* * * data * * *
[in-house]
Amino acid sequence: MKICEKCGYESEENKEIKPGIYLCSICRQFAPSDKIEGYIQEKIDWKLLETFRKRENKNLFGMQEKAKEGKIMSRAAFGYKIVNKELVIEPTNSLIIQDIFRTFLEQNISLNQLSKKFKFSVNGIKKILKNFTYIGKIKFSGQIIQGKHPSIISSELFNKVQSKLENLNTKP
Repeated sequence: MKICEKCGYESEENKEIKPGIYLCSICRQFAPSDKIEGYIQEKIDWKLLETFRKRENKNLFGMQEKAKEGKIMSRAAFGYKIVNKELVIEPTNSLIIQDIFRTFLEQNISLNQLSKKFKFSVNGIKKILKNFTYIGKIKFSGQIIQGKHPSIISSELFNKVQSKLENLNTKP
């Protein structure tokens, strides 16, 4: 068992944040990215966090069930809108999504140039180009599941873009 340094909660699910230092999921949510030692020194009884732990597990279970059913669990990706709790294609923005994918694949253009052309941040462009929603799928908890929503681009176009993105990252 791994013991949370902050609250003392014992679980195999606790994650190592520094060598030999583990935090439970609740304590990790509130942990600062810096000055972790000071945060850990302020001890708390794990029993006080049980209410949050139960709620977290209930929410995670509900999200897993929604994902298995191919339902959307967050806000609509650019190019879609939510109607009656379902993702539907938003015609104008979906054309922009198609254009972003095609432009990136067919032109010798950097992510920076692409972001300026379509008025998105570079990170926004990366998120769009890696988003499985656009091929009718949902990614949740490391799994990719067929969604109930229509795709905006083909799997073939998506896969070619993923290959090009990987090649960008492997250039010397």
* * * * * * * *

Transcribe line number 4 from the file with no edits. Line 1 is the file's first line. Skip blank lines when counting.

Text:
């Protein structure tokens, strides 16, 4: 068992944040990215966090069930809108999504140039180009599941873009 340094909660699910230092999921949510030692020194009884732990597990279970059913669990990706709790294609923005994918694949253009052309941040462009929603799928908890929503681009176009993105990252 791994013991949370902050609250003392014992679980195999606790994650190592520094060598030999583990935090439970609740304590990790509130942990600062810096000055972790000071945060850990302020001890708390794990029993006080049980209410949050139960709620977290209930929410995670509900999200897993929604994902298995191919339902959307967050806000609509650019190019879609939510109607009656379902993702539907938003015609104008979906054309922009198609254009972003095609432009990136067919032109010798950097992510920076692409972001300026379509008025998105570079990170926004990366998120769009890696988003499985656009091929009718949902990614949740490391799994990719067929969604109930229509795709905006083909799997073939998506896969070619993923290959090009990987090649960008492997250039010397």